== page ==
A Chicago Tavern: A Goat, a Curse, and the American Dream Rick Kogan

ISBN: 9781893121492

Published:

Paperback

115 pages


Description

A Chicago Tavern: A Goat, a Curse, and the American Dream  by  Rick Kogan

A Chicago Tavern: A Goat, a Curse, and the American Dream by Rick Kogan
| Paperback | PDF, EPUB, FB2, DjVu, audiobook, mp3, RTF | 115 pages | ISBN: 9781893121492 | 9.80 Mb

Chicago newspaperman Rick Kogan plunks down at abarstool at the Billy Goat Tavern and tells the tales of the citylandmark, which became a haven for newspaper reporters, policemen, politicians, and anyone else drawn to the hospitality and showmanshipMoreChicago newspaperman Rick Kogan plunks down at a barstool at the Billy Goat Tavern and tells the tales of the city landmark, which became a haven for newspaper reporters, policemen, politicians, and anyone else drawn to the hospitality and showmanship of hardworking William “Billy Goat” Sianis and his often antic, uniquely comforting establishment.

The story begins in the summer of 1934, when a baby goat fell off a truck and limped into a tavern owned by Greek immigrant William Sianis, and a Chicago icon was born. Later, when he and one of his goats were barred from entering Wrigley Field during the 1945 World Series, the Cubs’ eventual loss to Detroit fueled a legend as enduring as their fans’ “Wait ’til next year” mantra.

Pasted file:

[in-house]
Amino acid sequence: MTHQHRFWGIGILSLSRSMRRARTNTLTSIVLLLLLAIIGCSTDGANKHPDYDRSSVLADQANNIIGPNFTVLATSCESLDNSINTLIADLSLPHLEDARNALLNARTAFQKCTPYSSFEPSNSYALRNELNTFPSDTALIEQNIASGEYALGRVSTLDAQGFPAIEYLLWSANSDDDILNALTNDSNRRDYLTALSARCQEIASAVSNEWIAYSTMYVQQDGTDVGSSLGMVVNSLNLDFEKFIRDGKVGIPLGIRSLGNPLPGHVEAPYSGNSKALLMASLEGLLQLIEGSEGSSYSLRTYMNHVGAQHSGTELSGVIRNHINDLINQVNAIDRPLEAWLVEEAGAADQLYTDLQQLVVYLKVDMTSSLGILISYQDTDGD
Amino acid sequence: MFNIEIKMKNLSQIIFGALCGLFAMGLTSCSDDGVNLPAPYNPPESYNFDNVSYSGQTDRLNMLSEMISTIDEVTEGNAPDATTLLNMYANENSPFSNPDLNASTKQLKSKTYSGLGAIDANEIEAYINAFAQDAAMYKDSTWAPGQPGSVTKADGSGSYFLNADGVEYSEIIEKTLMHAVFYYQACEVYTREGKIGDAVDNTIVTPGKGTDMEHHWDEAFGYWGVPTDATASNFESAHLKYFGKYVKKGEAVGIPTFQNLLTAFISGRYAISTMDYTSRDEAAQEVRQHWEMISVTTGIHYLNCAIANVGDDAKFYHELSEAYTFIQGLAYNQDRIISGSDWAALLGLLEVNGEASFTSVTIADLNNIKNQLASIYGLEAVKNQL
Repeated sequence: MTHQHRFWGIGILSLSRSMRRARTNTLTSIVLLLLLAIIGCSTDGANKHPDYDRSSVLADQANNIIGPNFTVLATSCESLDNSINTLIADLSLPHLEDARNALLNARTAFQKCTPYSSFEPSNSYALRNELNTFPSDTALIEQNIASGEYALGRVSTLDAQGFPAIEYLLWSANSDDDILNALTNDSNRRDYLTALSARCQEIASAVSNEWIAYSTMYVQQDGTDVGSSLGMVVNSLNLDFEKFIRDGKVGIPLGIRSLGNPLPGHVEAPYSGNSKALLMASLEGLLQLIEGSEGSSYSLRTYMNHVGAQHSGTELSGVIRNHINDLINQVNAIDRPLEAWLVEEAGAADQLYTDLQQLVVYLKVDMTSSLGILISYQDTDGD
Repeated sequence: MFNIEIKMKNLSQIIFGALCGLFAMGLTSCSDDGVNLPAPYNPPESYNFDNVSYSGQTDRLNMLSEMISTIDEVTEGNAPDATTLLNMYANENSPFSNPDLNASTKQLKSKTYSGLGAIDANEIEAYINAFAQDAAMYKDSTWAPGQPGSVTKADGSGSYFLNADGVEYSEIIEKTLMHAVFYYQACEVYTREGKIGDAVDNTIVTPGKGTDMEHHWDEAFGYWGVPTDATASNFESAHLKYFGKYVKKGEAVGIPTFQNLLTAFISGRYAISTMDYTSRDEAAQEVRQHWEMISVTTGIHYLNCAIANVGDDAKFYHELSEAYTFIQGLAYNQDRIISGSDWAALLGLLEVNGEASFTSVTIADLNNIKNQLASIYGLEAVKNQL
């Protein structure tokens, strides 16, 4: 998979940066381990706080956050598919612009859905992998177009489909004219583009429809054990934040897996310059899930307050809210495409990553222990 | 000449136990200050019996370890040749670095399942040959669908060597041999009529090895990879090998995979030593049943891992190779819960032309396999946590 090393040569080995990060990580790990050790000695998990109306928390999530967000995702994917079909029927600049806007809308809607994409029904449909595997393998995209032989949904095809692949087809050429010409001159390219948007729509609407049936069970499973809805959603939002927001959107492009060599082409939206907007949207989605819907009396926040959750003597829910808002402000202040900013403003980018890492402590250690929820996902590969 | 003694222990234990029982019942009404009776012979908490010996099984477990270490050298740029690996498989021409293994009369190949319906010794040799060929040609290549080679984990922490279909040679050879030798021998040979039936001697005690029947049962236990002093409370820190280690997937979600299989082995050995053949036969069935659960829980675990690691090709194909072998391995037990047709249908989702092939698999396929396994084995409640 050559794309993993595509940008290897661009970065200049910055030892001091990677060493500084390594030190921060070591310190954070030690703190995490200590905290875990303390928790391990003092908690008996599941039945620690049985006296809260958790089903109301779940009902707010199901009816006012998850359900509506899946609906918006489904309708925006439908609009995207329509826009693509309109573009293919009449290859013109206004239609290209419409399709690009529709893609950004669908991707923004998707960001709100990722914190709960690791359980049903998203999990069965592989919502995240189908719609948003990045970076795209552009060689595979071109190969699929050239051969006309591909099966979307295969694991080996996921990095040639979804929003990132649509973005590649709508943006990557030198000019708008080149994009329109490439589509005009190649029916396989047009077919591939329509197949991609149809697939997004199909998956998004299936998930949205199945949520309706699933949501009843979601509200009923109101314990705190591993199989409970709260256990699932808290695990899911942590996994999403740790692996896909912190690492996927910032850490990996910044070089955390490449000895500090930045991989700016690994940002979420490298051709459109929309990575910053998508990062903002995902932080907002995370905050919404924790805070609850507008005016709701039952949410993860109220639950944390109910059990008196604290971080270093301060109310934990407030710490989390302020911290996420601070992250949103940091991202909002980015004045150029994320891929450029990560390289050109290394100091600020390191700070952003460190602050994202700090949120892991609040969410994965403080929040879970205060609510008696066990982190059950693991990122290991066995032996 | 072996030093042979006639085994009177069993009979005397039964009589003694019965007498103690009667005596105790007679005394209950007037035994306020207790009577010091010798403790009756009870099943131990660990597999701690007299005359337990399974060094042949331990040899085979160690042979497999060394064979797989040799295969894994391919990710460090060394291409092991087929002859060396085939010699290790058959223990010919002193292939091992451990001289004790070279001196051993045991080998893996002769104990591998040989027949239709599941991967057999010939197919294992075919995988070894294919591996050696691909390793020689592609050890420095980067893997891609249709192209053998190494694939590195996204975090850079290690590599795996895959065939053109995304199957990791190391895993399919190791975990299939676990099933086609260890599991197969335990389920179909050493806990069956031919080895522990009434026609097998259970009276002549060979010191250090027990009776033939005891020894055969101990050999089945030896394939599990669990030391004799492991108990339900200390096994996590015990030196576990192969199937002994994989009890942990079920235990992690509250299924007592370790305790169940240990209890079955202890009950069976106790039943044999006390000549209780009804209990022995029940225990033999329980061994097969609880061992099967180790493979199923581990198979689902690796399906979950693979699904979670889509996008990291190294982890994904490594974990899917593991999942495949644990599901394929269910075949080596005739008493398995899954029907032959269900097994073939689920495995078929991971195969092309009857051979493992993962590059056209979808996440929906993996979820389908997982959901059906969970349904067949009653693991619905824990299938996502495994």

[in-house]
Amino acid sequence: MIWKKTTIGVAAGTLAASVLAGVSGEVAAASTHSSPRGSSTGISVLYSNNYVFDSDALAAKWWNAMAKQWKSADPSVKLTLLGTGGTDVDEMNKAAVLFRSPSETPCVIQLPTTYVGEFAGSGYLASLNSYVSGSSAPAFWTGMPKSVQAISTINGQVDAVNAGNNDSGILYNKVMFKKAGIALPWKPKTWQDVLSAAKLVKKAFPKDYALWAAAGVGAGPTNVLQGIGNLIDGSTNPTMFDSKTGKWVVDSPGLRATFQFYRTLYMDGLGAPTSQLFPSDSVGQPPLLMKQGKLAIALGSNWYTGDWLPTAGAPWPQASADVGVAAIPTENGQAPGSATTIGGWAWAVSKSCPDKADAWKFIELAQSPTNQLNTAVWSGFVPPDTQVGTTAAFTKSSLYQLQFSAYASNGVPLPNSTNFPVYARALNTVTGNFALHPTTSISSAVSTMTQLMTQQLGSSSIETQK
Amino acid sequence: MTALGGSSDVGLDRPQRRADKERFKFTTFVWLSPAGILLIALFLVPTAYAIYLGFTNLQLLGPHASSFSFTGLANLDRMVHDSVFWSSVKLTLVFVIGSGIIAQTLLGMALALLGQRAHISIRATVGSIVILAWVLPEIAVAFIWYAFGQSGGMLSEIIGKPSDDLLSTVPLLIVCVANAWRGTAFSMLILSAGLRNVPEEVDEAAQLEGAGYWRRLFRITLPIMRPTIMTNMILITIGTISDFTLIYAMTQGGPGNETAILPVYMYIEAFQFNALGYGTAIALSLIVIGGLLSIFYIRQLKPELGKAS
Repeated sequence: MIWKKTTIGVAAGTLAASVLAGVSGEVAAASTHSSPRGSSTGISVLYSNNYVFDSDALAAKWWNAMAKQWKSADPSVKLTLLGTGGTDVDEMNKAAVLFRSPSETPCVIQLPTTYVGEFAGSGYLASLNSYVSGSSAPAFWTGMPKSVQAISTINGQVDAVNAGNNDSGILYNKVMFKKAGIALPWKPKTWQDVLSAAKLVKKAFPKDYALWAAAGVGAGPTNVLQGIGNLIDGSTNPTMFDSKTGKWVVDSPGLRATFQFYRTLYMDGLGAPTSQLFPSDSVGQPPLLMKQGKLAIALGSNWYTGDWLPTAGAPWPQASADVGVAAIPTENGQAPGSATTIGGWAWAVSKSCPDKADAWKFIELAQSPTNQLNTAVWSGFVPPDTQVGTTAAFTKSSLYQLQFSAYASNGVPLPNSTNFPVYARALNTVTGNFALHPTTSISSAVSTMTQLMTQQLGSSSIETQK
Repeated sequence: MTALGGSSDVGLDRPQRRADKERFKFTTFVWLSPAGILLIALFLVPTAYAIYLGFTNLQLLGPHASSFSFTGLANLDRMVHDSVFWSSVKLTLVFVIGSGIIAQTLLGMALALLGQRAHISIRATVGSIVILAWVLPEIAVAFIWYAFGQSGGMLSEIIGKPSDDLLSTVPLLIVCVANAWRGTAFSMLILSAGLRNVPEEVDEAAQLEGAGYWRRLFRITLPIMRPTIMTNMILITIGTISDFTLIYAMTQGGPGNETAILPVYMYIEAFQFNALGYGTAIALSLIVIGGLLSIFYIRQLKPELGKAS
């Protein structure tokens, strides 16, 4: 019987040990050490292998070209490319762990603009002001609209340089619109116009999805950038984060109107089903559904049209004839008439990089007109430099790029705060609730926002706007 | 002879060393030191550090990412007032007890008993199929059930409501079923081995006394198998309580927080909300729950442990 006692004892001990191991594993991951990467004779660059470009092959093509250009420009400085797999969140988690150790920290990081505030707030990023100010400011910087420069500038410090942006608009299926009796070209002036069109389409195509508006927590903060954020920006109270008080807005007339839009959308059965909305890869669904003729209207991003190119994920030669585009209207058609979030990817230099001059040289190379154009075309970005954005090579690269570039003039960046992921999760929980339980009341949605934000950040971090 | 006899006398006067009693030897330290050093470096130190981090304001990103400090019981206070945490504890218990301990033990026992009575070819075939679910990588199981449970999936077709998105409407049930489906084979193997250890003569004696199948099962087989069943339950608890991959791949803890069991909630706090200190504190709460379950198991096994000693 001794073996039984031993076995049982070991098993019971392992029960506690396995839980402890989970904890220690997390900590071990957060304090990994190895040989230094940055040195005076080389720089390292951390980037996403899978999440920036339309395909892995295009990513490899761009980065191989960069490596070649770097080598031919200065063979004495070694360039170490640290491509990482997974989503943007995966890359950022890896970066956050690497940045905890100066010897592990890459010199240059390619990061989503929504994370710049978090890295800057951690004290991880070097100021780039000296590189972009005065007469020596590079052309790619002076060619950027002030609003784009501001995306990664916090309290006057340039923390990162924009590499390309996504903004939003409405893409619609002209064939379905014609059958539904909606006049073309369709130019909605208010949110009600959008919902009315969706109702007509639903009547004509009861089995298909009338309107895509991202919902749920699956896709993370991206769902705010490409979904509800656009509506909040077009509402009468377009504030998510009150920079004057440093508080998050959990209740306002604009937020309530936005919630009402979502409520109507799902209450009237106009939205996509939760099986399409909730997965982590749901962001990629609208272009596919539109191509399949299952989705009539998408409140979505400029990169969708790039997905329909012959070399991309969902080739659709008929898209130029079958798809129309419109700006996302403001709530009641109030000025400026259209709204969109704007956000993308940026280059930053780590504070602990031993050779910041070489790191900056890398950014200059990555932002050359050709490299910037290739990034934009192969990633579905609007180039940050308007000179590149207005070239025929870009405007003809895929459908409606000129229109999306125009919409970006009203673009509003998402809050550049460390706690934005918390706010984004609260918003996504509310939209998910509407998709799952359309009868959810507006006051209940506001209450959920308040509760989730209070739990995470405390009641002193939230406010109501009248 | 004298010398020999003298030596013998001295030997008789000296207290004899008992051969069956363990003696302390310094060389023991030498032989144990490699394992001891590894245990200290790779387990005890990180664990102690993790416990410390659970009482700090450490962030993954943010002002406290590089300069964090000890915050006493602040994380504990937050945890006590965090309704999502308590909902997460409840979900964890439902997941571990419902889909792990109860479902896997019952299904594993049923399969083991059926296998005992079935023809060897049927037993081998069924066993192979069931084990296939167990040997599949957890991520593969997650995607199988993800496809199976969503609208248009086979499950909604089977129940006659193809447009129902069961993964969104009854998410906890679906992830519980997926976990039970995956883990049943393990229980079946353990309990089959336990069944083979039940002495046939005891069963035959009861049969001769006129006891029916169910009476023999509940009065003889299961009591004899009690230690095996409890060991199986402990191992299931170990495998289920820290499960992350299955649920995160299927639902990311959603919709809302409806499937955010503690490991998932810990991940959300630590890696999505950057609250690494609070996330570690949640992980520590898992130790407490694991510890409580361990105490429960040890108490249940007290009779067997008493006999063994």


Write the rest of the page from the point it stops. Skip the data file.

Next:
Kogan writes about some of the regulars, visitors, employees, and luminaries found at the tavern, including columnist Mike Royko and the young stars who immortalized the tavern in the Saturday Night Live Olympia Diner skit—John Belushi, Bill Murray, and Don Novello—and discusses Sam Sianis, Billys nephew and the current owner.

Let the Goat In!In the summer of 1934, a baby goat fell off a truck, limped into a tavern owned by Greek immigrant William Sianis, and a Chicago icon was born. The Billy Goat Inn became a haven for newspaper reporters, policemen, politicians, and anyone else drawn to the hospitality and showmanship of hardworking Billy Goat Sianis and his often antic, uniquely comforting establishment.

But did Billy jinx the Cubs? When he and one of his goats were barred from entering Wrigley Field during the 1945 World Series, the Cubs eventual loss to Detroit fueled a legend as enduring as their fans Wait til next year mantra. Today there are seven Billy Goat Taverns, including one in Washington, D.C., and Billys nephew, Sam Sianis--a celebrity in his own right--oversees what Illinois Senator Dick Durbin called a national institution.Rick Kogans affectionate tale plunks you down at a barstool next to some of the Billy Goats regulars, visitors, employees, and such luminaries as columnist Mike Royko, and those young stars--John Belushi, Bill Murray, and Don Novello--who immortalized Sam and the tavern in the Saturday Night Live Olympia Diner (Cheezborger, Cheezborger!

No fries . . . chips!) skits. I remember . . . I miss . . ., someone will say, and names and faces begin to float through the tavern air. . . In these echoes Kogan lets you see and hear why taverns remain essential social focal points and lets you understand what makes a Chicago original.



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